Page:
Slowly but steadily I’m navigating through all the million little details of the cleanup from the last four years. I feel like me and those poor folks in New Orleans have something in common – a slow, painful, and laborious cleanup. But, progress every day is my goal, even if just a little. And I’m making it. Fortunately, my feet are a little more stable now and I feel stronger every day. Thankfully, the space I can wander around in without hitting a tender spot is getting bigger.
Chase Bank continues to be a real problem. They are refusing to give me access to Maggie’s account without a “letter of instruction” from the Texas Bar Association. I’ve verified that such a letter does not exist nor will it. The Texas Bar Association has neither interest in nor knowledge of Maggie’s accounts and, thus, would never issue any type of instruction to a bank regarding the account. Essentially, it looks to me like Chase Bank just made up a rule that I must follow and if I can’t, well, I don’t get to close Maggie’s account. I feel like a cat toy.
Their last offer of resolution was that they would release the funds to me in the form of a check payable to (and I’m quoting):
“Jason Weaver, Independent Administrator of the Estate of Maggie Mae Weaver, IN TRUST FOR THE CLIENTS OF MAGGIE MAE WEAVER, ATTORNEY AT LAW (IOLTA ACCOUNT PROCEEDS).”
Wow. How do I endorse that? Who is it actually payable to?
Banks take the Payee field very seriously. If you’ve ever tried to cash or deposit a check made out to two parties, banks require both signatures. I learned that while trying to deposit our tax refund one year payable to “Jason and Maggie Weaver.” Without her signature, no workie. Who the heck needs to sign that check from Chase? All her clients and me?
Banks also take the word “trust” very seriously. Now, I’m not knowledgeable enough to explain a trust account but it’s not a word that they throw around lightly. No doubt that word “trust” thrown in there will cause all kinds of heartache.
So, Chase’s latest little game, making the Payee field that gobbledygook, basically is them giving me the finger. They’d never accept a check made out like that for a deposit. No other bank will, either. This is just ridiculous. Someone is just having fun at my expense and heartache. How many other people are they screwing over with this little game, I have to wonder. I’ll keep fighting. Blah. I’m tired of fighting.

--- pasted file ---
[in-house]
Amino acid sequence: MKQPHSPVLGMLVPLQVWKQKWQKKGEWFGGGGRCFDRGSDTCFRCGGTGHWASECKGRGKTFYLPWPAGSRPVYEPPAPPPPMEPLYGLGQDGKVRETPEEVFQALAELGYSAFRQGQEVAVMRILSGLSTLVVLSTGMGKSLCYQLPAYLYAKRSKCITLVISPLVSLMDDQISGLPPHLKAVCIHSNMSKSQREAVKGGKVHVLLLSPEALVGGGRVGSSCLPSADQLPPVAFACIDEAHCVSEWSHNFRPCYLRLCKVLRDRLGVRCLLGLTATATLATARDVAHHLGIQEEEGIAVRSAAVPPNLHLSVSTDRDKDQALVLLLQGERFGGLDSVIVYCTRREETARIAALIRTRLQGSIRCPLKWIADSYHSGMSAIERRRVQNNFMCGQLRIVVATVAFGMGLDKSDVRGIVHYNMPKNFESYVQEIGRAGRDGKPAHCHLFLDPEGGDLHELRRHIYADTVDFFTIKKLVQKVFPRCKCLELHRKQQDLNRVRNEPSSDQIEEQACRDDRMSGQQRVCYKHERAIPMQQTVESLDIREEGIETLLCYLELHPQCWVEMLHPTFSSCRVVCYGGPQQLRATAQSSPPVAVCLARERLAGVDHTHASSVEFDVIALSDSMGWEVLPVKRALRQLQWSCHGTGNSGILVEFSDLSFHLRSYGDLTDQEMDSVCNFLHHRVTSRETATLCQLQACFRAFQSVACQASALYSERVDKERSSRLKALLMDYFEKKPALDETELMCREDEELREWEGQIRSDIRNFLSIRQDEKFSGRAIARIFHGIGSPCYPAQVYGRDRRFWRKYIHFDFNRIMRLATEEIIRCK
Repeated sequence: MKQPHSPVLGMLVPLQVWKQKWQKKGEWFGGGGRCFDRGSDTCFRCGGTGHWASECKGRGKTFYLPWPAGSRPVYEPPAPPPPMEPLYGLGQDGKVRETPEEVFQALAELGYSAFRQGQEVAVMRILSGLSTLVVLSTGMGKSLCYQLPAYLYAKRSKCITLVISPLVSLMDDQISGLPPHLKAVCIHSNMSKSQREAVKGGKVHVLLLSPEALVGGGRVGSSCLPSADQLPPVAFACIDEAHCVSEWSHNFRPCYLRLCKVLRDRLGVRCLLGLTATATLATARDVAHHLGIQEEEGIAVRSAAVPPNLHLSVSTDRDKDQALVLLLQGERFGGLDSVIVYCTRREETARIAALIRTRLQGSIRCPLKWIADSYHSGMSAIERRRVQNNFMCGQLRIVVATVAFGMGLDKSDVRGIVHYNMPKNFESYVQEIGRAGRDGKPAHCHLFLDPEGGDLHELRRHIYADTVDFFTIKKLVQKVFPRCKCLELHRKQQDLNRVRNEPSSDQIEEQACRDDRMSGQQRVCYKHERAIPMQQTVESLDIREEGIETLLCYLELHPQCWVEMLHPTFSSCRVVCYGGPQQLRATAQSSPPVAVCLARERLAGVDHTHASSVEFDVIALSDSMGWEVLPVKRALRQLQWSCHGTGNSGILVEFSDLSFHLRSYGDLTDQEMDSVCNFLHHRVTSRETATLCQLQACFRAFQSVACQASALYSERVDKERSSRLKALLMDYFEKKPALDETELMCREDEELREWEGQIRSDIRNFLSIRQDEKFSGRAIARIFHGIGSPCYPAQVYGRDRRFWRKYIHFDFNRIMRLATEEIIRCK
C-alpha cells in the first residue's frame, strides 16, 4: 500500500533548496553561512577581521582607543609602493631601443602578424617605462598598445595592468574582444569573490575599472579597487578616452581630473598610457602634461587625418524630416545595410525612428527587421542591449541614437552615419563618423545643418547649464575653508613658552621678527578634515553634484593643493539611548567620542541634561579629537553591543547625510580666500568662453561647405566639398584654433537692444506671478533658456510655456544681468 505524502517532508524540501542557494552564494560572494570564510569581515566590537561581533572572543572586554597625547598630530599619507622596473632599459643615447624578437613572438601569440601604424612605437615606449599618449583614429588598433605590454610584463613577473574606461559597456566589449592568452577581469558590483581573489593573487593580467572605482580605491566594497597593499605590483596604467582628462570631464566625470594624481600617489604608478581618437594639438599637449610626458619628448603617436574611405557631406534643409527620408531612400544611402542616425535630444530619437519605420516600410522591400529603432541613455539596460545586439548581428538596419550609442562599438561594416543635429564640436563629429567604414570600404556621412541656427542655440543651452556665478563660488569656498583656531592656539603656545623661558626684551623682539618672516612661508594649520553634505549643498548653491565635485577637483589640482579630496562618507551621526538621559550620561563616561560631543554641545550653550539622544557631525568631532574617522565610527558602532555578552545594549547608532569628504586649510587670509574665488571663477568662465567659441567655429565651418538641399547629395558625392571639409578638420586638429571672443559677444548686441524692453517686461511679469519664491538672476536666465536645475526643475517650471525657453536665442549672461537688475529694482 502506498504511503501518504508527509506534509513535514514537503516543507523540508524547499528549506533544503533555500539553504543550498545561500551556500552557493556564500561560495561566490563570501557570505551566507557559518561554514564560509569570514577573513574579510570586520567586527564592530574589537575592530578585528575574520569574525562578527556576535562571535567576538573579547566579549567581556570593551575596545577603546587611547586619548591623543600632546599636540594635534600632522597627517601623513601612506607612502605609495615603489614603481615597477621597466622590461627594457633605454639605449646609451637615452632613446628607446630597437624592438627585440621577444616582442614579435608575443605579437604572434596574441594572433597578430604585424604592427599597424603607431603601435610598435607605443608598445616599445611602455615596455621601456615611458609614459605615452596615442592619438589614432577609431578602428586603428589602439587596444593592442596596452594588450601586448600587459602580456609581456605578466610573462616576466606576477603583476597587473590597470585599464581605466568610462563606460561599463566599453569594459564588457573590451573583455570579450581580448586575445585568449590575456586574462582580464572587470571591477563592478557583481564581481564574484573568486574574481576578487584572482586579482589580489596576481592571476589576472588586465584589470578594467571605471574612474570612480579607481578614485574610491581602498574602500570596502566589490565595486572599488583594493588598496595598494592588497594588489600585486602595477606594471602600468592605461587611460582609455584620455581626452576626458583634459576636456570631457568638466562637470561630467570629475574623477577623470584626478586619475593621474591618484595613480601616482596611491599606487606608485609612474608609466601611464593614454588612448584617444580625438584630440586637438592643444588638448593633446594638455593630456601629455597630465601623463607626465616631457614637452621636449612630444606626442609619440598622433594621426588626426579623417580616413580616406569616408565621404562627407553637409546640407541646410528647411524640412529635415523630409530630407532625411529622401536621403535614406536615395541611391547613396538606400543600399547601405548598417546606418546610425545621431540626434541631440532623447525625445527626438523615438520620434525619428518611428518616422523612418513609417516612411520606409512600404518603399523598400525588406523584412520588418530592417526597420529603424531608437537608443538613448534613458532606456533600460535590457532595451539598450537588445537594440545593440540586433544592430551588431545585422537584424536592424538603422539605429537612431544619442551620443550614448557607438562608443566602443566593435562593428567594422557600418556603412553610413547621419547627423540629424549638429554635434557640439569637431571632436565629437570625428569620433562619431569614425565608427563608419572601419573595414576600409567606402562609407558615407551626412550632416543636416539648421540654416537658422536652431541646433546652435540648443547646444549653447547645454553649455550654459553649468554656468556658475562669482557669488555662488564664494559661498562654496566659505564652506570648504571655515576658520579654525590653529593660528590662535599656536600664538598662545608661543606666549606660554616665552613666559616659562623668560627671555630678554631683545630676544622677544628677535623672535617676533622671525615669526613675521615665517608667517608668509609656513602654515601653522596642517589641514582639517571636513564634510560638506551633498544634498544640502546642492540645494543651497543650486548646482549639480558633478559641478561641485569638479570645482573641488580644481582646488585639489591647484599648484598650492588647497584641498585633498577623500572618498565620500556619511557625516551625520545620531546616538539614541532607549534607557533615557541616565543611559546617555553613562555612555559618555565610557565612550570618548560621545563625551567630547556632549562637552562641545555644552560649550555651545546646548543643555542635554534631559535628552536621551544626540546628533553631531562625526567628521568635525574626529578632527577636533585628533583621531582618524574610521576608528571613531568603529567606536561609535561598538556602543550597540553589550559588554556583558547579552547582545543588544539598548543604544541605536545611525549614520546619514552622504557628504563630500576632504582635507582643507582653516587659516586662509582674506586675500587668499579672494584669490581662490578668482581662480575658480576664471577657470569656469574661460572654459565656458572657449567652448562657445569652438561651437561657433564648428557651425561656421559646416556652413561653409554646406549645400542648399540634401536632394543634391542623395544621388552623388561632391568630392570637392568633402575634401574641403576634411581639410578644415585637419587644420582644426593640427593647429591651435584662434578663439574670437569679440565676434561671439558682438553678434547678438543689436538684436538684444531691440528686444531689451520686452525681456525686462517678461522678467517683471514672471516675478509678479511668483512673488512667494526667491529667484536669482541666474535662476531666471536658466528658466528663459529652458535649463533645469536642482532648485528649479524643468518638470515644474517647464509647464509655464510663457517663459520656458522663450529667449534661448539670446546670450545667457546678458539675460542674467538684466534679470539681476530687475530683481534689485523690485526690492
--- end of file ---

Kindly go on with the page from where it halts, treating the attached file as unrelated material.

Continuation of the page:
Speaking of fighting, Maggie’s phone is finally off. It took four phone calls. The call I made to finally turn her phone off left me blisteringly angry. All I wanted was to disconnect her phone. Of course, the guy on the other end wanted to talk to “the primary account holder.” He asked multiple times. I explained MULTIPLE TIMES. Finally, he got it. Then, as a last salvo, he tried to convince me to keep the account and maybe give it to someone else, like a family member or keep it for myself. I explained, as calmly as I could to the idiot on the other end of the line, “How do you think ANYONE would feel if they got a phone call from this particular phone number?” He continued his hard sell. I finally told him, sternly, “You insensitive bastard. Turn off the phone and do not try to sell me anything else.” Ah, but he didn’t turn off the phone, as I found out later.
A week or so went by and Maggie’s phone was still on. Finally, I mustered up the courage to make yet another (the fourth) call to AT&T to finish this off. I was ready to fight. This time, however, I got Stephanie. Stephanie was wonderful. She was kind, sweet, caring, considerate, understanding and genuinely compassionate. She talked to me way too long (I’m sure her supervisors gave her a talking-to) but she took an interest in helping me and even wrote up my complaint about the previous person I spoke with. My phone call with her was the best company rep phone call I’ve ever had. I learned she was in Austin and that she wanted to be a nurse when she graduated school. I told her if I ever met her I’d buy her flowers. She even said she was going to read this blog. She was great. And she turned off the phone. Gently.
After our long conversation, I called AT&T back to speak with a manager (on suggestion from a friend.) I was routed to some Latin country (per the thick accents of the two people I spoke with.) I told the manager about how great Stephanie was and that she deserved recognition for her efforts. The manager made me laugh because he seemed genuinely surprised. He said they don’t get too many phone calls like mine. He also said that they’d use my conversation with her as a training example. Good. Stephanie was shining example of how it should be done.
So the phone is off, one year and one month-ish later. I’m still pressing forward with the estate issues. And in my mind I’ve been trying on how it would feel to have her side of the closet empty. It’s scary and hurts still so it’s not time yet. But I’ll be dropping her socks off at Safe Place soon.